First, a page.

“Violence Begets Violence”: Addressing Chile’s Anti-Terrorist Laws

In recent address to the Mapuche indigenous population, Pope Francis implored the community to refrain from violent demonstration. Before the papal address, he was received with the firebombing of three churches with no recorded injuries. This week hails the return of a presidential administration known for aggression, while the past several weeks illustrate the reignited conflict surrounding the Chilean government’s use of anti-terrorist tactics to prosecute demonstrators. In the South of Chile, urges for peace collide with outcries for change.

The Araucanía Region hosts this conflict. The region is composed of subsidized tracts of land purchased by private developers disputed by the indigenous populations.  The commodification of this territory followed the administration of  General Augusto Pinochet. His regime was toppled in 1990. The Chilean economy has since grown to be heavily extractive at great cost to the Mapuche, according to Silverio Loncopán, a community leader in a region adjacent to the Trancura river. As the first Latin American country to join the Organisation for Economic Co-operation and Development (OECD), Chile maintains a forestry industry that makes up thirteen percent of the national gross domestic product alongside sustainability initiatives targeted to rivers like Trancura.

Notably, the current presidential administration of Michelle Bachelet has already mapped plans for expropriating land for 115 Mapuche communities in the past year. However, in public address, it was revealed that these plans were halted due to the tripling of prices touted by the current landholders.

The most recent demonstrations of protest have come in the wake of almost a half-century of resistance that federal authorities formulate as criminal economic sabotage and terrorism. Associated acts include intentional burning of property, land occupation, use of explosives, and organized public demonstration. Chile’s urban sectors have popularly condemned the activism as violent, following an emblematized prosecution of eleven Mapuche community members charged with the killing of an elderly couple in 2013. These defendants were acquitted last October, but popular dissent for these actions pervades.

Courts in Chile have been imposing anti-terrorism measures in the prosecution of the indigenous since 2001, but the contemporary legislation is merely amended from the same violent military regime of decades before. These constitutional statutes repeal due-process protections for the accused. A subsequent report from Human Rights Watch itemized the violations. Last year’s arrest of eight Mapuche activists without formal warrant or charge other than “illicit terrorist association” substantiates the report’s findings. The defendants face extensive pre-trial detention, secret investigations from the public prosecutor, and faceless testimony, among other restrictions.

The Mapuche conflict is not isolated to Chilean borders. An expanse of territories blanketing the South of Argentina introduces even more variability for understanding this struggle. In 2012, the neighboring congress approved legislation that effectively doubles the sentences served by defendants deemed to hold “terrorist intent.” The motivations for this remain unclear and lack explicit, official address. Argentine officials are deliberating on a modernization of the decade old law, but it is unlikely to bode well for the Mapuche due to a wave of public sentiment following the death of several nationals inside the US.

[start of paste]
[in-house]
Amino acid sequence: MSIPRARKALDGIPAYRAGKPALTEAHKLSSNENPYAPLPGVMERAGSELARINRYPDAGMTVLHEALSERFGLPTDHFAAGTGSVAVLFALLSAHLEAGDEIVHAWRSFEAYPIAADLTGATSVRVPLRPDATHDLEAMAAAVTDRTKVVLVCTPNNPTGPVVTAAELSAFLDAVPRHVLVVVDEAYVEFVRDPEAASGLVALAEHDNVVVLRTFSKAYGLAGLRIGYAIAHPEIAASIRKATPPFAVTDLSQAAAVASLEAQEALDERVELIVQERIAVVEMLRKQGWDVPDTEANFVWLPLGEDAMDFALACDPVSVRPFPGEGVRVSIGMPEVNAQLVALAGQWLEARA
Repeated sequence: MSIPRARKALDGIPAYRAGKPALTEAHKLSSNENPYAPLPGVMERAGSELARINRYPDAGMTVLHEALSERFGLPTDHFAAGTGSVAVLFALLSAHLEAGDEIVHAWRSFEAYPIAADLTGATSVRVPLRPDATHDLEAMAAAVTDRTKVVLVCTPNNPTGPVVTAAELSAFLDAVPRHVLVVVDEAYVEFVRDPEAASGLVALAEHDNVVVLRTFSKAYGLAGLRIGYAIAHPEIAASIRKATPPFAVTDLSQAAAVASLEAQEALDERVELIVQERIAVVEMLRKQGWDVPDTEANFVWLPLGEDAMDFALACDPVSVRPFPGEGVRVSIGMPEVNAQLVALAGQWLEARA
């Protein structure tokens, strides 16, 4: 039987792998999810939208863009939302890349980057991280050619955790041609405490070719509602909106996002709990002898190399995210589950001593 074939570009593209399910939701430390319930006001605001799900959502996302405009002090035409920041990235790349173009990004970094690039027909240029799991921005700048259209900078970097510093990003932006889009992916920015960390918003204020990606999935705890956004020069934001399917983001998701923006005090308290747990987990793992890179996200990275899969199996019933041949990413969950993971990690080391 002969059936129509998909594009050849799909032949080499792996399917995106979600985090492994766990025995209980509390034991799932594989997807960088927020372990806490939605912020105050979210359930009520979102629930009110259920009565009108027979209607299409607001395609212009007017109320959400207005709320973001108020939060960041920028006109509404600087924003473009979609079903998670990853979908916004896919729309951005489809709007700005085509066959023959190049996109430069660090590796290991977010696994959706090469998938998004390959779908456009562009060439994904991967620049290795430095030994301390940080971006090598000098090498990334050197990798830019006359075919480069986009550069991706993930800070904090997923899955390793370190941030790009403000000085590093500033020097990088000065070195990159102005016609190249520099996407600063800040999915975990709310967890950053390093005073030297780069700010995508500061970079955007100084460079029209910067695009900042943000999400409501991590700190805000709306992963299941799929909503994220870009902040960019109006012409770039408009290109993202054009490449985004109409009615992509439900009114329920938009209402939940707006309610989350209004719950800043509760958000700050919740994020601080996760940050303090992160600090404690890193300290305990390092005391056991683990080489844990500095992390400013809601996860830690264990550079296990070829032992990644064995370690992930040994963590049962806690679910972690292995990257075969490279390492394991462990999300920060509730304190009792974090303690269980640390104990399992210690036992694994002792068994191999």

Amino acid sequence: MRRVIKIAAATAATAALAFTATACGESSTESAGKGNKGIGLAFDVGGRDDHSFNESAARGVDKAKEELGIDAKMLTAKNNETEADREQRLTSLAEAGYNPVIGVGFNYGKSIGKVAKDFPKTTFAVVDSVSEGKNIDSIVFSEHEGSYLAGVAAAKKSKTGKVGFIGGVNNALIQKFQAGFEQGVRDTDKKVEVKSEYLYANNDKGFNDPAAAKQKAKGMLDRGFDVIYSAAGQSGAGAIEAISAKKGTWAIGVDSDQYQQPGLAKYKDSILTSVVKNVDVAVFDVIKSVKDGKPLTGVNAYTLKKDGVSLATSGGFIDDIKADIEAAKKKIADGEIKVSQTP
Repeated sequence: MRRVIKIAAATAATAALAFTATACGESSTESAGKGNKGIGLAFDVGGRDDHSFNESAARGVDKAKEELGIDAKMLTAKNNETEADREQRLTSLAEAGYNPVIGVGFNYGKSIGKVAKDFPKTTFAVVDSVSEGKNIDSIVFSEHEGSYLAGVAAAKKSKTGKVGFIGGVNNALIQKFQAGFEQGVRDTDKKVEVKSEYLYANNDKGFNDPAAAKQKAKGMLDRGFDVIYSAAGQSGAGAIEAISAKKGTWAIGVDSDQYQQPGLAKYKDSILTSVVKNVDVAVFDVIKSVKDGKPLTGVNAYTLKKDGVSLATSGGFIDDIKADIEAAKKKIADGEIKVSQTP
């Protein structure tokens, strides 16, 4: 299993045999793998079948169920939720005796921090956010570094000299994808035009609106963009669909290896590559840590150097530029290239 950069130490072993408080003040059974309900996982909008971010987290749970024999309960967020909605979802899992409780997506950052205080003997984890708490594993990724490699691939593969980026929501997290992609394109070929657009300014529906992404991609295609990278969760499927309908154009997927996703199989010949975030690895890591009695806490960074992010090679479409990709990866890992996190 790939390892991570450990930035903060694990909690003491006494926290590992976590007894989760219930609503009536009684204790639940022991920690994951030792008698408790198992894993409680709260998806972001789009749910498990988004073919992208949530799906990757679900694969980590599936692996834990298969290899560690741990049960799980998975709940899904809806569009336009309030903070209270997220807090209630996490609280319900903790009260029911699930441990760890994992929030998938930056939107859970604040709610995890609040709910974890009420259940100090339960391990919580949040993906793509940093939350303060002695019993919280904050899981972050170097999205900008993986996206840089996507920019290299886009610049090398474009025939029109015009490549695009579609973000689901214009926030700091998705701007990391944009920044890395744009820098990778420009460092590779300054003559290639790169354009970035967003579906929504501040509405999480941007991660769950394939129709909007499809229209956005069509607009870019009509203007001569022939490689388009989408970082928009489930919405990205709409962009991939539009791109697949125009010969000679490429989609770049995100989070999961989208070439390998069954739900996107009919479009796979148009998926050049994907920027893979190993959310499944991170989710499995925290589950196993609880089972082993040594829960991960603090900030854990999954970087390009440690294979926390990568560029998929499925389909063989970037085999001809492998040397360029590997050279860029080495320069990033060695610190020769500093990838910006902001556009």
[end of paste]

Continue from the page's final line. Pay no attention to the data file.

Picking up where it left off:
Recently, the U.N. Special Rapporteur on the Rights of Indigenous Peoples has gone on record saying that “[c]riminalization [in Latin America] is really about using the justice system to stop indigenous peoples from pursuing their own activities and their own actions against projects that are destructive to them.” Despite repeated condemnation from organizations like Human Rights Watch , Amnesty International, and United Nations’ special counsel, the current administration has not taken significant action.

Having undergone its presidential elections in December, a familiar administration headed by former right-wing president Sebastián Piñera will take office in at the beginning of this week. It is unlikely the vicious anti-terrorist statute will find reform and may, in fact, worsen as Piñera has gone on record stating, “the terrorists should not be given even a millimeter of advantage; they must be combated with all the rigor of the law.” Following Piñera’s victory, US President Donald Trump extended an invitation to the White House to discuss “issues of mutual interest.” It is vital to note Trump has demonstrated explicit harm toward native populations within the US. The most noteworthy example is the violent militarized tactics used against indigenous and environmental activists following his approval of the Keystone XL oil pipeline in 2017. If these actions set a violent precedent inside the United States, an open discourse between the White House and La Moneda Palace (the Chilean presidential residence) may warrant concern for the Mapuche.

In a site visit to the Trankura, Silverio emphasized that the insular Mapuche culture is heavily community-oriented, with appropriately scaled markets that serve to bolster the collective well-being without detriment to the surrounding resources.

The papal visit offered a less-than critical analysis of the Mapuche conflict. When initiatives for sustainable development undermine that economic and cultural autonomy, a framework built on “casting of the first stone” fails. In consequence, we can not expect resolution in the coming political climate while centralized violence remains.

Joshua Smith is a Junior from Johnson City, Tennessee studying Political Economy at Duke University.

Katie Nelson Photography; http://www.languageofserendipity.com/


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